If you’ve ever wondered about going back in time and experiencing life from a bygone era, then you should probably consider Cuba for your next destination. The island nation is awash with art, culture, beaches, and history. But due to decades of trade embargos imposed by the United States, Cuba has a feel of country and culture uniquely out of time… making it an enticing prospect for travelers looking for something else.

For Americans, the entry requirement to Cuba from the US (which were established after the travel ban was lifted in 2014) can be tricky and a source for concern, especially with the recently announced restrictions on Americans traveling to Cuba. These new rules don’t prohibit travel, but will likely make American tourists who “self-identify” their trip to Cuba as one of the 12 approved categories of travel a thing of the past–meaning that you’ll likely need to travel with a specially licensed tour group to travel from the US.

BUT, for those wanting to travel on their own in Cuba, you still have time. It’ll be an estimated 90 days before the new restrictions go into effect, so until then you just need to obtain a tourist visa (which can be provided by a travel agent, handled by an organization you sign to travel with, or purchased at the airport check-in) and complete a form declaring your visit.

So if you’re planning a trip to the magical island that was once known as the “Pearl of the Antilles,” here are 6 places you can visit to truly understand the culture.

Havana

The city of Old Havana screams VINTAGE with the incredibly bright streets filled with colorful buildings, old American cars (most of which you may have only dreamt of seeing or driving), and talented street entertainers. Get schooled on Cuban culture by walking through its quaint cobblestone streets, listening to salsa emanating from its bars and cafes, and smoking hand-rolled Cuban cigars. If you’re looking for some history, a popular museum here is the Museum of Revolution, which was also a former presidential palace. Be sure to also check out other museums and galleries or just walk around the old city.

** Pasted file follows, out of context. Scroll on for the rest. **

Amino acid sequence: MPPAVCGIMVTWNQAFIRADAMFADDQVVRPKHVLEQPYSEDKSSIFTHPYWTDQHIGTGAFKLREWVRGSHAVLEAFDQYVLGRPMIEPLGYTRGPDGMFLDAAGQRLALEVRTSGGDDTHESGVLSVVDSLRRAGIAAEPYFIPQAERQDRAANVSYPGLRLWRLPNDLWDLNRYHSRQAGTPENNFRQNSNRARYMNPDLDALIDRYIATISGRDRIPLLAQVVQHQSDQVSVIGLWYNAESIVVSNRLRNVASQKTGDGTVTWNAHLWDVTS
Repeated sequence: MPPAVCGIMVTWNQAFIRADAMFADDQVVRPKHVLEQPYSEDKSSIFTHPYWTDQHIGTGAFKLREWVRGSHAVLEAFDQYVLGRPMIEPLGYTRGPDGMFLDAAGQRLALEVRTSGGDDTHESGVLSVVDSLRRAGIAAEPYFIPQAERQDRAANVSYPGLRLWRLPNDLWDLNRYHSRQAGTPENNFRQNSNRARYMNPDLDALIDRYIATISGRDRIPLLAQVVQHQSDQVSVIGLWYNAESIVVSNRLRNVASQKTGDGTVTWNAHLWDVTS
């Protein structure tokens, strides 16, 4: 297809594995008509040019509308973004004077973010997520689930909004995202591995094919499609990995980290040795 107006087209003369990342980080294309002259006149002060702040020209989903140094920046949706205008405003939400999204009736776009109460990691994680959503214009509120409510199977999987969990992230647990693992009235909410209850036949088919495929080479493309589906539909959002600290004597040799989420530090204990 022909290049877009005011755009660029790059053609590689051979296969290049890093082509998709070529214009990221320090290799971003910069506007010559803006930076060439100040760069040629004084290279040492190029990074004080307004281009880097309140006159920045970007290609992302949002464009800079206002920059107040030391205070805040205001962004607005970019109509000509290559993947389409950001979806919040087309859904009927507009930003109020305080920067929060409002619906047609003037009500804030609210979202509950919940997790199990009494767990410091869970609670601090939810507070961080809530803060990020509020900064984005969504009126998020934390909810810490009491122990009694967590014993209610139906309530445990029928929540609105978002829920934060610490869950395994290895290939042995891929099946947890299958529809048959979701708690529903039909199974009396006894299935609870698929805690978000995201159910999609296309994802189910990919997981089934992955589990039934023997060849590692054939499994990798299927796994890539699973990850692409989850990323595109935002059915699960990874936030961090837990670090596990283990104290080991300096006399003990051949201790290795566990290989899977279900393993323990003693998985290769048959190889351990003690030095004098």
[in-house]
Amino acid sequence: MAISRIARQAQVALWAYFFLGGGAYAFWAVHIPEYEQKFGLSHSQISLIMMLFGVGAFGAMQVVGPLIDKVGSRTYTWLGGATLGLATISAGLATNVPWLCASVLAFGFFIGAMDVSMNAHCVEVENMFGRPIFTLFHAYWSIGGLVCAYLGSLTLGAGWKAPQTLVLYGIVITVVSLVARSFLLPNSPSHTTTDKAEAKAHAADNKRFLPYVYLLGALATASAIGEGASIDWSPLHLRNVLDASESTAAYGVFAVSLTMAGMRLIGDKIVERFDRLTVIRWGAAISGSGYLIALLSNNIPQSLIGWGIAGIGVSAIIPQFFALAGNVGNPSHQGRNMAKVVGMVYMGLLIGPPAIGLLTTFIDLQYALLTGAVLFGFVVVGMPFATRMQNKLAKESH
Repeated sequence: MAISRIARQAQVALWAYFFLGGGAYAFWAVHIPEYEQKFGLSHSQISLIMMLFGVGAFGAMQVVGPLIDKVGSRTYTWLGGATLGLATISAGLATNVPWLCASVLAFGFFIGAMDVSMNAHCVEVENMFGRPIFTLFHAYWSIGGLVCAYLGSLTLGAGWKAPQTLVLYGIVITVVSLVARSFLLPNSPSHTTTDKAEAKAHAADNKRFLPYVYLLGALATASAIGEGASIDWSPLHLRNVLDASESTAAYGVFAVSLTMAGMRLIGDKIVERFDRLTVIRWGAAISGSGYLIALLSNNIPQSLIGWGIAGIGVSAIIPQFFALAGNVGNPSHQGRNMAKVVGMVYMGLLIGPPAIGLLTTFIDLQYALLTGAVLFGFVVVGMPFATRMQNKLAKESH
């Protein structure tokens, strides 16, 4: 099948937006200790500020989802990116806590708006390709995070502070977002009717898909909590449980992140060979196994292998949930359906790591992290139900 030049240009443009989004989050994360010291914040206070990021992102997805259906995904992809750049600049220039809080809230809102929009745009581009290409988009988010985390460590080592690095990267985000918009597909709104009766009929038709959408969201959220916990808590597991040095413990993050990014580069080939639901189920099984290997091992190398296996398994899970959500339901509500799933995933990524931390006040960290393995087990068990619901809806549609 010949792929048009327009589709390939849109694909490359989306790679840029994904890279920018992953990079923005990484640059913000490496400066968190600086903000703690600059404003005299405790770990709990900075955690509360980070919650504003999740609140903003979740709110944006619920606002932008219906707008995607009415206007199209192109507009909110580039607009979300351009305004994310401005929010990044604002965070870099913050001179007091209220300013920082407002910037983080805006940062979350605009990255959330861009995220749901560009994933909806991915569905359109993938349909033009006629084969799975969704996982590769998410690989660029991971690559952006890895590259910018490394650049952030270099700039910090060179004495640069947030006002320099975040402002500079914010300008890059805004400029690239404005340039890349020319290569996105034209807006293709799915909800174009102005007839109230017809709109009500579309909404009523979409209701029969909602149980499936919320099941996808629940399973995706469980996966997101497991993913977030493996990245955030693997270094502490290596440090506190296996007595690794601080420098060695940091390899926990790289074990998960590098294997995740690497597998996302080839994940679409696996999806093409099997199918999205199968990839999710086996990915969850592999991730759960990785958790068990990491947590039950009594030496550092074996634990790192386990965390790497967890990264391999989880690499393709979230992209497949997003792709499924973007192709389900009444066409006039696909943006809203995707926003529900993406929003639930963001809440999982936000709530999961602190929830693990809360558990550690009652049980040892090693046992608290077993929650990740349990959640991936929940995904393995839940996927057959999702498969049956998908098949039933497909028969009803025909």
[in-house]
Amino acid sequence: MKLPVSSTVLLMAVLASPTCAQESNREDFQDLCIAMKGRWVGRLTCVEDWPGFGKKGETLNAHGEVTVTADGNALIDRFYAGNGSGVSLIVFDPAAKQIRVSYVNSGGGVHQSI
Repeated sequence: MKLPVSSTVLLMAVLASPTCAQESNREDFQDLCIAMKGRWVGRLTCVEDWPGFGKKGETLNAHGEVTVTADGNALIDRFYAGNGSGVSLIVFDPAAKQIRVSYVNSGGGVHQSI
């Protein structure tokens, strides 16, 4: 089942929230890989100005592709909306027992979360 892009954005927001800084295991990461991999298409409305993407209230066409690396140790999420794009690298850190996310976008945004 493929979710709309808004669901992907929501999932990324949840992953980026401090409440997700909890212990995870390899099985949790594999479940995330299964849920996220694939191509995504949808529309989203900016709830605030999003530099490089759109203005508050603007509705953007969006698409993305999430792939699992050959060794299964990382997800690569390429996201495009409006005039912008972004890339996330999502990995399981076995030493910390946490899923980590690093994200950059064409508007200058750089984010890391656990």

Santa Clara

This city is located in the center of Cuba about two and a half hours from Havana, and is where you’ll find the most revolutionary history. A must-see is the Che Guevara Mausoleum, an amazing bronze statue of the revolutionary that looks over the entire city. Although Santa Clara has lots of museums to visit, you may also want to be a part of the exciting excursions the city has to offer. Enjoy fishing? Lake Hanabanilla is a huge freshwater lake where you may catch an incredibly large bass (if you’re strong enough!). If you’re looking for the nightlife scene, Club Mejunje is the place to be. 

Cienfuegos

Located on the Caribbean coast of southern-central Cuba, this pristine city is a must-see for its French architecture. Spend your time here by walking through Punta Gorda, a place to relax and enjoy the view from the edge of the bay of Cienfuegos. Want to perfect your salsa? Cienfuegos Club in Punta Gorda provides beautiful sunset views as you dance the night away.

Santiago de Cuba

Santiago de Cuba is the country’s second largest city and is situated in the east of Cuba. Known for its revolutionary history, there are a number of great museums for you to visit, including the house of Diego Velazquez, the city’s founder. There are also tours available to many other historic landmarks such as the superior San Pedro Fort. The city also has an epic nightlife, so be sure to check it out. 

Trinidad

Hike up the beautiful mountains (or gaze from ground level), relax on the breathtaking beaches, or even take a walk around town to explore the town’s sugar refineries and cigar/cigarette factories. Catch a glimpse inside the Iglesia de la Santisima, a 19th-century cathedral that has some amazing architecture. 

Matanzas

Just east of Havana is where you’ll find Matanzas. Be sure to visit the oldest tourist attraction, the natural Bellamar Caves. The tour will give you fascinating views of the entire city, including museums and the city’s famous bridges. Lastly, climb up to Iglesia de Monserrate, the church that was built in 1875, and from where you can capture magnificent views.  

Have you traveled to Cuba? Let us know about the places you’ve visited in the comment section below! 

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About The Author

Shannon Durso

If she’s not searching for the world's coolest destinations she has yet to explore, you can find her writing content at Fareportal or maybe even drooling over a foodies latest post. Shannon’s a Brooklyn native who enjoys good company, new adventures, and a great laugh!